Referring now to FIG. 1A, a gripper layer 10 with front facing, spaced apart teeth 11 is shown. The teeth 11 can be regularly or irregularly spaced apart about a semi-circular perimeter shape 10 c of the gripper layer 10. The teeth of the gripper layer 10 can comprise a polymer, e.g., an elastomeric material. The gripper layer 10 can have a body 10 b that is a monolithic thin layer of polymeric and/or elastomeric material and can have a thickness between about 0.1 inches to about 0.5 inches thick, typically between about 0.125 inches and about 0.25 inches, and can be about 0.125 inches. The gripper layers 10 are typically used in combination and each gripper layer can have the same thickness or the thickness may vary layer to layer or for one or more layer.

The teeth 11 of the gripper layer 10 can comprise a urethane material or coating. In other embodiments, the outer surface of the teeth 11 may be surface treated to provide increased frictional areas relative to the rear of the layer 12 b, e.g., be coated, embossed, etc.

The semi-circular teeth shape can have an outer radius measured from a line L to an outermost front end of the teeth (R2) and an inner radius R1 measured at the valley 14 between adjacent teeth 11. The outer radius R2 can correspond to a radius of a chute or horn 50 (FIGS. 7-11) so that the teeth 11 provide multiple contact points to be able to pinch, clamp or trap covering 60 (FIGS. 10, 11) on the horn or chute 50 and pull the covering in a desired direction or just exert contact force for braking, depending on whether the gripper layer 10 is used in a gripper assembly 25 for rucking, rerucking, derucking or braking. The distance R2 corresponds to the diameter of the horn relative to the position of the gripper during a shiring or braking or derucking operation, for example. The R2 dimension can correspond to the horn diameter that it will be used with, e.g., for diameters of between 3-8 inches, the R2 dimension will be 1.5 inches to 4 inches, respectively. The R1 dimension can be greater than the R2 dimension, typically by about 0.1 inches to about 0.5 inches. The larger variation may be particularly suitable for the larger diameter R2 dimensions. For example, R1 can be 1.5 inches, and a corresponding R2 can be 1.6 inches, or R1 can be 4 inches and R2 can be 4.5 inches.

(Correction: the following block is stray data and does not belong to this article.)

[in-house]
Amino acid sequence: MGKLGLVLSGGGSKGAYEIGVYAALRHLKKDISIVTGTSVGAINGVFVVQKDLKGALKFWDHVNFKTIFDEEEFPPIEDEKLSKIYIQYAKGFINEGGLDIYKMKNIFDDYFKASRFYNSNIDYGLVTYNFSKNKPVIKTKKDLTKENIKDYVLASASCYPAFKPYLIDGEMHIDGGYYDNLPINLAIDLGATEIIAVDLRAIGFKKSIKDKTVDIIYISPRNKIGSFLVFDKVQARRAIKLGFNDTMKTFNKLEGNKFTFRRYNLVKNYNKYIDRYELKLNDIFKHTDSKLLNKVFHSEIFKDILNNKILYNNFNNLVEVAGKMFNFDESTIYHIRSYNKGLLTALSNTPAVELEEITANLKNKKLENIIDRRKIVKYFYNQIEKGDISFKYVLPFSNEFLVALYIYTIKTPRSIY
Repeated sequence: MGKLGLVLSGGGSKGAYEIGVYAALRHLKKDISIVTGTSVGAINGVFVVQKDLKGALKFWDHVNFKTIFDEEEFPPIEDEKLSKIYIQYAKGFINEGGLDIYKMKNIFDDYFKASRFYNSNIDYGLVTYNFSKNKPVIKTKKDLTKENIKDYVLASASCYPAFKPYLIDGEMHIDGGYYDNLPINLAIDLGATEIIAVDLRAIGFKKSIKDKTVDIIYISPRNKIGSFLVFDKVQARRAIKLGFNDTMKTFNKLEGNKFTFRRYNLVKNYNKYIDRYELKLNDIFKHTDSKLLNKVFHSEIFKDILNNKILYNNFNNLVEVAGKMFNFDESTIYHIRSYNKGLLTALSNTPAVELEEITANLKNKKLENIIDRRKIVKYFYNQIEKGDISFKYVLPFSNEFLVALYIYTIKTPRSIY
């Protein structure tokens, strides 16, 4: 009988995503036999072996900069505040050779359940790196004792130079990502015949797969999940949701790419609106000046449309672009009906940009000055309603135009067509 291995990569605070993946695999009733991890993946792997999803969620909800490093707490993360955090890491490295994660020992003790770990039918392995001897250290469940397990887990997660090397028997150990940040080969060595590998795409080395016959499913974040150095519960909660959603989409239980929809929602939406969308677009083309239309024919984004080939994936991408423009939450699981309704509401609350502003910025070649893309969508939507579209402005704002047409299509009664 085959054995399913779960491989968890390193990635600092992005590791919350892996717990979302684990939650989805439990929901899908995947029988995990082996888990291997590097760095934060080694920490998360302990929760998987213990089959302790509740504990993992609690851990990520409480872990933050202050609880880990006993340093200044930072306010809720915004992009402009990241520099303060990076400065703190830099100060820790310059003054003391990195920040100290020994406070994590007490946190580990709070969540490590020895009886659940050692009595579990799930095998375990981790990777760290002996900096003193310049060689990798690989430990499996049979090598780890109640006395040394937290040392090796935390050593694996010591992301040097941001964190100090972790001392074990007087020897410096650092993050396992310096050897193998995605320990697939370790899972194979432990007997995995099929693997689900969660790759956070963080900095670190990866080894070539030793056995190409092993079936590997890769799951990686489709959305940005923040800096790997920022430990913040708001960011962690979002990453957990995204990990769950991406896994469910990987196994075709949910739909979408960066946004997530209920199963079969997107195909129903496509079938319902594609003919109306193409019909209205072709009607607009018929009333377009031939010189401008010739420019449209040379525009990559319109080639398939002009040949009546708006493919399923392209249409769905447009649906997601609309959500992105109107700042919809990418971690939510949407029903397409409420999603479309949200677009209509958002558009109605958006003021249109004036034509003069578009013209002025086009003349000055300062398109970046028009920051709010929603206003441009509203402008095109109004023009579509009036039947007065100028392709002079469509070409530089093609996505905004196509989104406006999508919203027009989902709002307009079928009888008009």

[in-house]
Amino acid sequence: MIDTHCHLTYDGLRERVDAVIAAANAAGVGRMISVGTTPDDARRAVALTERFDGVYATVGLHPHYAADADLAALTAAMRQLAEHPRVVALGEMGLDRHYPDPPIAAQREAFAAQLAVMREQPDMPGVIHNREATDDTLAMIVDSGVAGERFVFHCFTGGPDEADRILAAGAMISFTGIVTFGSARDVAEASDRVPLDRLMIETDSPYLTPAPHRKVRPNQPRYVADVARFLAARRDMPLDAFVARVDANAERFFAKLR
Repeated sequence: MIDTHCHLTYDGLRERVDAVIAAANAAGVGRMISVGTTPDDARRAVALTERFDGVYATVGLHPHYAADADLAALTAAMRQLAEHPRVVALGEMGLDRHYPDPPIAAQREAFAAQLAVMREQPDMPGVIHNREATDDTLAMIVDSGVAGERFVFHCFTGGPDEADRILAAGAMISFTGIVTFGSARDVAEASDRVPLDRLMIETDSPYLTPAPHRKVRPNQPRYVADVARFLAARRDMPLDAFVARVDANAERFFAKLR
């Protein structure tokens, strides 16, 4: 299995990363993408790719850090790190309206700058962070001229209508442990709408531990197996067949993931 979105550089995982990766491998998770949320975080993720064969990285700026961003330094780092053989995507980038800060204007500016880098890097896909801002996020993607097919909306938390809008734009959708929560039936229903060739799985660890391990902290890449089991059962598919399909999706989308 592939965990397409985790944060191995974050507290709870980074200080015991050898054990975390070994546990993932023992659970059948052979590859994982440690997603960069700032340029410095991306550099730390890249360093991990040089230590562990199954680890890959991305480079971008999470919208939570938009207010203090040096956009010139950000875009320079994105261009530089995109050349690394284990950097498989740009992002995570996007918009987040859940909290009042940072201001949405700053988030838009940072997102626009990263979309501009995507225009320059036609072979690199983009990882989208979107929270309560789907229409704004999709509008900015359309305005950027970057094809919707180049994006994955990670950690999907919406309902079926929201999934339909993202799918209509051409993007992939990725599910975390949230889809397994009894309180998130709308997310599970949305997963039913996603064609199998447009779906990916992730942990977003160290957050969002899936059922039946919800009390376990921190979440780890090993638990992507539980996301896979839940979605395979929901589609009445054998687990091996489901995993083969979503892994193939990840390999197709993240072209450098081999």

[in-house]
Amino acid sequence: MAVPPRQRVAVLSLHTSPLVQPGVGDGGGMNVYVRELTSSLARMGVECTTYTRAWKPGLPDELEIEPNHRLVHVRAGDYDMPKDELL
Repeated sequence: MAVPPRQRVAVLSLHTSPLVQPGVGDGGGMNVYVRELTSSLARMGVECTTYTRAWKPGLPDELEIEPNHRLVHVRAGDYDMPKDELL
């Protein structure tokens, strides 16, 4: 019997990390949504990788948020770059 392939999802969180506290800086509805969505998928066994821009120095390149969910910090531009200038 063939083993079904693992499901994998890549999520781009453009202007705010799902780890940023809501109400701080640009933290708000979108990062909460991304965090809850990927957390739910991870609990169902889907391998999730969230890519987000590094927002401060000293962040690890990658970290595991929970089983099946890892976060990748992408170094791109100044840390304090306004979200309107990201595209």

The teeth 11 can have a radius of curvature R3 measured from a centerline location internal to the respective tooth (see, the line in FIGS. 2 and 3 on an exemplary tooth) that is between about 0.1 inches to about 0.7 inches, typically between about 0.16 inches to about 0.52 inches.

The teeth 11 can be round, typically semi-circular as shown, but other shapes may be used to provide a suitable point of contact shape. The teeth 11 can have the same shapes and sizes, different sizes, different shapes or different shapes and sizes. The teeth 11 can have a continuous outer edge or a discontinuous outer edge. FIG. 1B illustrates that the teeth 11 can have one or more inwardly extending cuts, slots or spaces 11 s in the outer edge. Each tooth 11 can have the same or different configured and/or number of slits 11 s, where used.

FIGS. 1A and 1B also illustrate that at least one of the teeth 11 has a different shape from the others, shown as the bottom tooth 11 b (compare, the top tooth 11 t and neighboring teeth 11 with the bottom tooth 11 b, for example). The gripper layer 10 can include a plurality of apertures 15 for attachment to a gripper assembly 25 (FIG. 4).

The outermost edges of the teeth 11 can all reside at a common radius distance (shown as R2) from a line “L” drawn between outermost upper and lower edges 12 u, 12 l bounding the semi-circular perimeter shape and can be separated by valleys 14 residing at a greater distance from the line L, shown as distance R1 such that R1>R2. The line L can reside adjacent to a centerline C/L of two cooperating sets of grippers 125 in a closed configuration (FIGS. 4 and 8).

Typically, the gripper layer 10 is used in a cooperating set of stacked layers 10 s as shown in FIG. 2. The set of layers 10 s can be configured so that neighboring layers abut each other and with adjacent teeth offset a distance “D”. The set of layers 10 s can include at least two, typically between about 2-10 layers, shown as six layers 10 1-10 6, but other numbers of layers 10 n can be used including, two, three, four, five, six, seven, eight, nine, ten, eleven, twelve and even more.

The number of teeth 11 for a layer 10 can vary but is typically between about 10-50, more typically between about 10-20, shown as 12 “full size” teeth or 13 teeth with one tooth smaller than the others, for both larger and smaller sized gripper layers (FIGS. 2 and 3). In other embodiments, the number or teeth can vary corresponding to R1/R2 size.